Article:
The world’s best dressage riders always look elegant on their horses, sitting motionless with seemingly endless legs that give the most subtle of aids as they glide smoothly around the arena.
So, how do you go about acquiring ‘dressage legs’?
Read on for some helpful tips on how to lengthen your lower leg.
Finding your ‘dressage leg’
The key to developing a longer lower leg is finding your center of gravity and opening up your hips.
Once you’ve achieved this, you will find that your legs automatically become longer.
Finding your center of gravity in the saddle
To find your center of gravity, try the following exercise:
- Shorten your stirrups by two or three holes.
- Hold your leg completely off the saddle and make a transition to walk.
- As your horse walks along, relax and let your body find its equilibrium.
- Go forwards into trot and do the same (grab some mane if you need to so that you don’t lose your balance).
This exercise will help you find your natural center of gravity and place you in the deepest part of the saddle. This is where you should aim to sit once you’ve lengthened your stirrups again.
Opening up your hips
One of the main impediments to developing a longer lower leg is a tight hip. If your hips are restrictive, your leg won’t hang down and you’ll struggle to lengthen your leg.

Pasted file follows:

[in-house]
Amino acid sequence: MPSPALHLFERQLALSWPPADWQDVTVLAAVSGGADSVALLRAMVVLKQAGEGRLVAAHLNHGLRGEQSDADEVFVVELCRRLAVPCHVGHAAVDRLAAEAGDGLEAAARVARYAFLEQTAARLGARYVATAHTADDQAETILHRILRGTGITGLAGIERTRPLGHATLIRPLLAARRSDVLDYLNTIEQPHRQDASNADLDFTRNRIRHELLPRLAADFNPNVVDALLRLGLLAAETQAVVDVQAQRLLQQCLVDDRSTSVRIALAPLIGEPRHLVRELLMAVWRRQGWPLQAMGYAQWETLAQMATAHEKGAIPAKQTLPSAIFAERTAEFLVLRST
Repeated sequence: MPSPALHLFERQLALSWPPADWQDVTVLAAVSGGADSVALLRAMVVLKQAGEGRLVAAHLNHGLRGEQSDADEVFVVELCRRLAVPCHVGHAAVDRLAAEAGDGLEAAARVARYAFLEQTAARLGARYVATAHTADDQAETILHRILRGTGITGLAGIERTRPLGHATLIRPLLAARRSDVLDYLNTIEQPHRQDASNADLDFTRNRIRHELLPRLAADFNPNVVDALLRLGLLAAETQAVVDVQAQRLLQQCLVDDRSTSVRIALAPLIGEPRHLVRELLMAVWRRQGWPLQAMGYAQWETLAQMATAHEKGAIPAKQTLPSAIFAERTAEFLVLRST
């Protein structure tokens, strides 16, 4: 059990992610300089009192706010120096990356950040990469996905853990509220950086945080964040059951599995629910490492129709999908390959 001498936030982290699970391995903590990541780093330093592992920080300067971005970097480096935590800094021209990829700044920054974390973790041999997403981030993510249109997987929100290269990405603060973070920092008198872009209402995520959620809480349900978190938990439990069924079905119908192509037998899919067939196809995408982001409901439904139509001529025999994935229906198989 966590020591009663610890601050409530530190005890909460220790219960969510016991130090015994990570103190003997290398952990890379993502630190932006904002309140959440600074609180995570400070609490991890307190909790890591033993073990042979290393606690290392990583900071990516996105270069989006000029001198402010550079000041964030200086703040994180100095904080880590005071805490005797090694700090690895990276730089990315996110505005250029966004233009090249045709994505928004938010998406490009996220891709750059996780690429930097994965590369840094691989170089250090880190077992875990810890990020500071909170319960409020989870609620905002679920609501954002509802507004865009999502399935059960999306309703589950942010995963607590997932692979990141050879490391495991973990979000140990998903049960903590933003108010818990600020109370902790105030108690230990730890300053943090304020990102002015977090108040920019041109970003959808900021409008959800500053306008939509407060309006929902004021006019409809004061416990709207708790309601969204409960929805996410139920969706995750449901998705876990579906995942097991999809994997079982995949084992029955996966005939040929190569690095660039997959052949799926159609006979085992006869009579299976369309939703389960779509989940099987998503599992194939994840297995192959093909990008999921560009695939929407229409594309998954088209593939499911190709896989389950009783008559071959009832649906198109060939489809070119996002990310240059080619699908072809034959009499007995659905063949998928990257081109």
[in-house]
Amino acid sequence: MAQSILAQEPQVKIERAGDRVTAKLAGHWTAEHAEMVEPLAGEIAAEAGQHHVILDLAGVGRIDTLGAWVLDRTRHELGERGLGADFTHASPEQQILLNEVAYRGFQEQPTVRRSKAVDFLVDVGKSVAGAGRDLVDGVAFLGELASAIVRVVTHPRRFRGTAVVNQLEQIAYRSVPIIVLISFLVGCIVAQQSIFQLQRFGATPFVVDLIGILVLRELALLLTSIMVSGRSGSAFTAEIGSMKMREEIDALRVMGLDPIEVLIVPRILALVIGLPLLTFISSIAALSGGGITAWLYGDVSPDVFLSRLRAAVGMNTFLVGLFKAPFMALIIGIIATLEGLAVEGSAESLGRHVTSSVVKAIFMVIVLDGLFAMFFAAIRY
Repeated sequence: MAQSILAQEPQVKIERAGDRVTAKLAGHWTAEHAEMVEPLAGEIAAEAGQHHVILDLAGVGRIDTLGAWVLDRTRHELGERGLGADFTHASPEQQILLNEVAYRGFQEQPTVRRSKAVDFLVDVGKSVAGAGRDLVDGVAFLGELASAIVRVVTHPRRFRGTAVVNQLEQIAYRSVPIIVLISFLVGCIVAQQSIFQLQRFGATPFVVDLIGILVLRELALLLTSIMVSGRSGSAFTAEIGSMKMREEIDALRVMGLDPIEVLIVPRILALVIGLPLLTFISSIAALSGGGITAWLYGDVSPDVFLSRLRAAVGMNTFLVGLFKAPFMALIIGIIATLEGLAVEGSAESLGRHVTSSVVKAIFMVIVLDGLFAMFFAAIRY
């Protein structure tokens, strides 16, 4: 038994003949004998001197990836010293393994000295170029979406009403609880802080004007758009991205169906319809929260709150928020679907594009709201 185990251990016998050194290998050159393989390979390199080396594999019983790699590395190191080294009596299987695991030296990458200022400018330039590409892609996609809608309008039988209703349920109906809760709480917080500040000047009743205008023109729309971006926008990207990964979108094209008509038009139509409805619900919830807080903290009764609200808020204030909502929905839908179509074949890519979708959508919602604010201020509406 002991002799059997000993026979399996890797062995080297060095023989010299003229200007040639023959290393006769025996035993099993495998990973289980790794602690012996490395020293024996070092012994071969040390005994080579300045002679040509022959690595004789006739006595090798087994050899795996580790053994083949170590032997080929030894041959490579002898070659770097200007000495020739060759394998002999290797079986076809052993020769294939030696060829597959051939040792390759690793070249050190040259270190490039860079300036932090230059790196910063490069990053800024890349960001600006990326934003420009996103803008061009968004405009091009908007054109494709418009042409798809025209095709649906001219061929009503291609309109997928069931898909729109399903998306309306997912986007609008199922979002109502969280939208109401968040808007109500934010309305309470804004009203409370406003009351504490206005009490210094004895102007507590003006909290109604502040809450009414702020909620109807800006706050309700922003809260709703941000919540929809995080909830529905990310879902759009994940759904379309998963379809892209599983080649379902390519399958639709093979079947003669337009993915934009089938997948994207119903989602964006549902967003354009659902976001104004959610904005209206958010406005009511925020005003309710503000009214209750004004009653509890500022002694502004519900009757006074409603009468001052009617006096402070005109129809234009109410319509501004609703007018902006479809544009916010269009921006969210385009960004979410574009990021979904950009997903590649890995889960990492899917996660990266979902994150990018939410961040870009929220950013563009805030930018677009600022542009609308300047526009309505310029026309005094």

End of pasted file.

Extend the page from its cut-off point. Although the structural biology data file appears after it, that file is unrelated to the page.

Try the following exercise:
- Take your stirrups away and ask your horse to walk around the school.
- Feel how your hips move. If you find yourself rocking back and forth, you need to open your hips more and relax your thighs. You should feel your hips following the horse’s hips and dipping alternately as his do.
- Ride the same exercise in sitting trot, keeping your back relaxed and free from tension.
- This is the feeling that you want to achieve every time you ride with your stirrups.
Repeat the leg exercises
Now that you’ve found your ‘dressage leg’, you’ll need to reinforce your new position by repeating these exercises every time you ride.
Once your longer leg feels ‘natural’, you can lengthen your leathers accordingly.
Don’t try to lengthen your leg just by dropping your stirrups a couple of holes. This will just cause you to tighten up even more because you’ll feel as though you are losing your balance.
When not riding…
It’s useful to work on suppling and strengthening your legs when you’re not riding.
Here’s a useful exercise that you can work on at home.
Hip abduction and leg extension
Begin on all fours with your spine flat and back straight, not hollow.
Try to feel as though you are rolling your tailbone underneath you and pulling up your stomach. This movement engages your core. This will also help you to keep your hips and pelvis upright when you’re riding.
Raise one leg to the side.
Ultimately, you want to be able to raise your knee until it is parallel with the floor, but to begin with, just raise it as high as you can, while keeping your back flat.
Bring your knee back down and raise your leg out behind you.
Be careful to keep your back flat and your core strong.
Repeat the exercise with the other leg.
Start with five repetitions of the exercise, and then build up to as many as you can manage as you become stronger.
A long, ‘dressage leg’ takes many hours of hard work and practice to develop and ultimately comes from a combination of many different factors.
However, your effort will eventually be rewarded with a much more effective position and that coveted, elegant lower leg position.